Apparently every available body at the Strib got the memo to hammer on something or someone in favor of the stadium. On the sports page Jim Souhan goes after GOp Rep. Dean Urdahl. “The man is a poet. Monday night, he evoked the likes of T.S. Eliot and Tupac, packing worlds of meaning into a handful of words. ‘Why should the state of Minnesota contribute to a stadium for a billionaire owner?’ he asked. … Urdahl has studied the stadium issue for years, and he comes up with a question a third-grader would ask? There are no major sports teams that are not owned by billionaires, or that do not employ millionaires. Ruling out building a stadium that could benefit a billionaire is like ruling out building roads for all those elitists who own cars. … Instead of being asked to come up with a few hundred million dollars to protect a state asset, Minnesota [if the Vikings leave] would be asked to come up with billions. And it would. Urdahl should be asked to pay the difference.” That road analogy might need a little tuning, Jim.

Minnesota’s minority population will nearly equal the white population in another generation. Brady Gervais of the PiPress reports: “In 2010, people of color comprised 24 percent of the regional population in the Twin Cities. By 2040, projections suggest that 43 percent of the residents in the region will be people of color, according to a preliminary forecast by the Metropolitan Council. An anticipated 463,000 new residents will be international immigrants, the report said. Of these, 83 percent are expected to be people of color. The rest will include non-Hispanic whites.”

In case you ever wondered, encouraging someone to kill themself is … “protected free speech.” So says defense attorney Terry Watkins. Emily Gurnon of the PiPress writes: “The attorney for the former nurse in Faribault, Minn., who encouraged two people online to commit suicide argued before a state Court of Appeals panel that his client’s acts were protected free speech. Not only did his client have the constitutional right to say the things he did, but his words to a Canadian woman and an English man were not intended to induce suicide and thus did not violate state law, attorney Terry Watkins argued. William Melchert-Dinkel, 49, was convicted in March 2011 in Rice County District Court of two felony counts of aiding suicide. … Watkins said that both [victims] had made ‘an autonomous decision’ to take their own lives. And Melchert-Dinkel’s behavior did not go as far as, for example, giving a gun to someone so that they could pull the trigger, he said.” I’m glad the judge is paid to take that seriously.

It was a “good news” day in Duluth when the Chinese owners of Cirrus, the airplane manufacturer, kicked in money to hire as many as 200 new, skilled workers. Dan Kraker’s MPR story says: “Cirrus Aircraft’s new Chinese owners will provide a nearly $100 million investment to complete development of the company’s long-delayed personal jet, the Vision SF-50, a project that could create hundreds of jobs in Duluth and Grand Forks, N.D. … By making the Vision SF-50, Cirrus is trying to bring the first single-engine jet to the marketplace. The seven-seat plane, now priced at $1.72 million, will sell for just under $2 million in July — about half the price of small, twin-engine jets. … The company will be hiring 100 engineers and technicians to help develop the Vision. Hundreds more jobs are possible when production begins.”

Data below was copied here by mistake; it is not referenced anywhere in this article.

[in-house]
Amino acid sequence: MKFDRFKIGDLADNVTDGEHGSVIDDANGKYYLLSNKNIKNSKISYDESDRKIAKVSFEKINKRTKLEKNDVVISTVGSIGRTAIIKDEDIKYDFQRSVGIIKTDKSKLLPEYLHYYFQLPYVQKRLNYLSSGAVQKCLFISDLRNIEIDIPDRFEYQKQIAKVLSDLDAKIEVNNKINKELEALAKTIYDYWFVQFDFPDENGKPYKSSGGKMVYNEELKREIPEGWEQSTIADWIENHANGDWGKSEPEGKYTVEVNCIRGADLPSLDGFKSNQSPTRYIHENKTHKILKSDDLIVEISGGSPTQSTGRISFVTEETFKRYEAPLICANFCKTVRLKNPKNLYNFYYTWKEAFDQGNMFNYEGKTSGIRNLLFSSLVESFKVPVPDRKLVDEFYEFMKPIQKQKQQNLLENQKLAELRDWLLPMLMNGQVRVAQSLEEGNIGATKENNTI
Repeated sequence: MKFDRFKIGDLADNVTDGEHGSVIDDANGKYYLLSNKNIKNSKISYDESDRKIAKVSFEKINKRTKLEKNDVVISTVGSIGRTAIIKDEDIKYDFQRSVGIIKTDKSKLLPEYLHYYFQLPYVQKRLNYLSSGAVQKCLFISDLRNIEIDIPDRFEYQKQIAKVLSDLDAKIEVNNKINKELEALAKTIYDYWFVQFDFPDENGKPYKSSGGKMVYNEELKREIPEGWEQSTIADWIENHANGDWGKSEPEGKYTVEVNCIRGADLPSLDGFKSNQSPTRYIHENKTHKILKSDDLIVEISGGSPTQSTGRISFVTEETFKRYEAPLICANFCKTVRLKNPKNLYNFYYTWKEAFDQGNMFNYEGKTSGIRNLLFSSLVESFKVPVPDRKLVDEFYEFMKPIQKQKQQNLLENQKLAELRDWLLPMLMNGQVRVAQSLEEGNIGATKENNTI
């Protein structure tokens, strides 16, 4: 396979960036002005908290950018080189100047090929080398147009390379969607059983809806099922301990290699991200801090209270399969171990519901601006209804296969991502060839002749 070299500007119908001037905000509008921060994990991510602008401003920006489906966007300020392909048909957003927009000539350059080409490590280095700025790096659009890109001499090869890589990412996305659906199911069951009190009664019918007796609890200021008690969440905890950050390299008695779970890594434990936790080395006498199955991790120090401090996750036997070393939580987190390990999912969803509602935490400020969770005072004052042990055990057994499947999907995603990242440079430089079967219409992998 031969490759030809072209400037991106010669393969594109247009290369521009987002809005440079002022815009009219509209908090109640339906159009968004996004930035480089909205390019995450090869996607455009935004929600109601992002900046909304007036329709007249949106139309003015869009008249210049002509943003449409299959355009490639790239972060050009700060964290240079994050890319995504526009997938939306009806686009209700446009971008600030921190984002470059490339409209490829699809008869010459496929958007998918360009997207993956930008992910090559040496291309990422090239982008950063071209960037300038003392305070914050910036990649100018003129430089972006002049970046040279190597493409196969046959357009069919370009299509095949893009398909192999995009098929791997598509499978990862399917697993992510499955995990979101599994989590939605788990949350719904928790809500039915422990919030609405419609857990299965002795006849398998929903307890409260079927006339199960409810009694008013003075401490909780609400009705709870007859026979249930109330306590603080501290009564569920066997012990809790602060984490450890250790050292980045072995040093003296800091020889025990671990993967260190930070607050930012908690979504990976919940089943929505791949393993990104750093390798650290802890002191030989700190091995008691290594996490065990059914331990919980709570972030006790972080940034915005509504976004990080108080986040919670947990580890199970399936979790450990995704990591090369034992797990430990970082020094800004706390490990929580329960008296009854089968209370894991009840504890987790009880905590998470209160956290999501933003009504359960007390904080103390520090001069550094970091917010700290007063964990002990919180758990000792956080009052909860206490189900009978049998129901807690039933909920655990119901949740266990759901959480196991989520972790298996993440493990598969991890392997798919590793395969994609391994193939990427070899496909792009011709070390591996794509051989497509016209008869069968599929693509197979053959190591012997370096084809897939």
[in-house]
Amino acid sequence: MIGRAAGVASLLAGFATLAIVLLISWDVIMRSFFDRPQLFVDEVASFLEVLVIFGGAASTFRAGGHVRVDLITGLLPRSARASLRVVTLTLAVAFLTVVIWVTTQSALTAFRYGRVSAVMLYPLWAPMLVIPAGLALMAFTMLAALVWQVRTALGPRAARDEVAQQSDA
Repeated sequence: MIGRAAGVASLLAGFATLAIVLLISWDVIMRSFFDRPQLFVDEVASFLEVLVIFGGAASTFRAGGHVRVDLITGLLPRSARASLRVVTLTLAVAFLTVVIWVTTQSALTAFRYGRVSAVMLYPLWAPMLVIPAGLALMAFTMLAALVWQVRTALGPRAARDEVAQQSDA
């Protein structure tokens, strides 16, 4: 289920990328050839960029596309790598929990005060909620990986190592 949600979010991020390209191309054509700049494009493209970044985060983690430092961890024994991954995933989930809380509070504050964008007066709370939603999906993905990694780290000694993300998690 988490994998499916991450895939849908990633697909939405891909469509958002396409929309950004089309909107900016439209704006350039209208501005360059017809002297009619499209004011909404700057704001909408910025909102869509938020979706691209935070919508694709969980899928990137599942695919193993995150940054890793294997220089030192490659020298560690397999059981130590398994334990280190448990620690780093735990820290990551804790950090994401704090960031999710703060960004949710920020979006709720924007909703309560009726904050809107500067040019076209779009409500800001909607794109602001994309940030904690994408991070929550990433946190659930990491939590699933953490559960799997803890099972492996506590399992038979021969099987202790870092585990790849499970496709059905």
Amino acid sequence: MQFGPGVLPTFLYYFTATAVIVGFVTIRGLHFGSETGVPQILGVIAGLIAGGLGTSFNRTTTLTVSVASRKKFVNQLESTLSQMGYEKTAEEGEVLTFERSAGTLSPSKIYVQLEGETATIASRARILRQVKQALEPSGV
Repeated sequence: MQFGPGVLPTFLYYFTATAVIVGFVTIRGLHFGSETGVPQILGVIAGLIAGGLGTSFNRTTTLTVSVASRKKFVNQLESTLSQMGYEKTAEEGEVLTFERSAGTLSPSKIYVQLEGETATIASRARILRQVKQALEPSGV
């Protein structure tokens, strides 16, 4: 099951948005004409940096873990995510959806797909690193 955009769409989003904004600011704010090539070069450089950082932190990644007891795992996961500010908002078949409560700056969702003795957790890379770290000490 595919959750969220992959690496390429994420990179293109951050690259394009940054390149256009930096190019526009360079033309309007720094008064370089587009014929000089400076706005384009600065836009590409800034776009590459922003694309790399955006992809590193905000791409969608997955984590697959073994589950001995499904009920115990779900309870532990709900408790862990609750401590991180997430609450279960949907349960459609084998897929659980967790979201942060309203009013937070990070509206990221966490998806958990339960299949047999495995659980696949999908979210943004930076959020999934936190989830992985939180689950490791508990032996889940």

In The New York Times, attorney and corporate advisor Michael Peregrine offers his thoughts on CEO behavior, in the wake of Brian Dunn’s departure from Best Buy. “The Best Buy scandal is the latest in a string of prominent controversies in which boards have moved quickly to terminate executives over concerns with personal conduct rather than legal or financial impropriety. And these cases may mean boards will need to set up new guidelines for their leaders in order to resolve thorny issues involving personal rather than business ethics. … Evaluating reputation risk is a component of the board’s oversight. Reputation risk can arise from the public disclosure of an event — violation of prevailing law, professional ethics, or standards of business conduct, product quality, public safety or values. The theory is that an event can create a negative public impression, which in turn jeopardizes a company’s value on a broad scale. While reputation is difficult to monetize, it is equally difficult to restore once damaged. The ultimate governance lesson from Best Buy is that reputation risk can arise from untoward personal conduct of executive officers. Thus, the traditional compact may need to be amended. … Thanks to Best Buy, boards may want to be more proactive concerning the personal conduct of their executives.”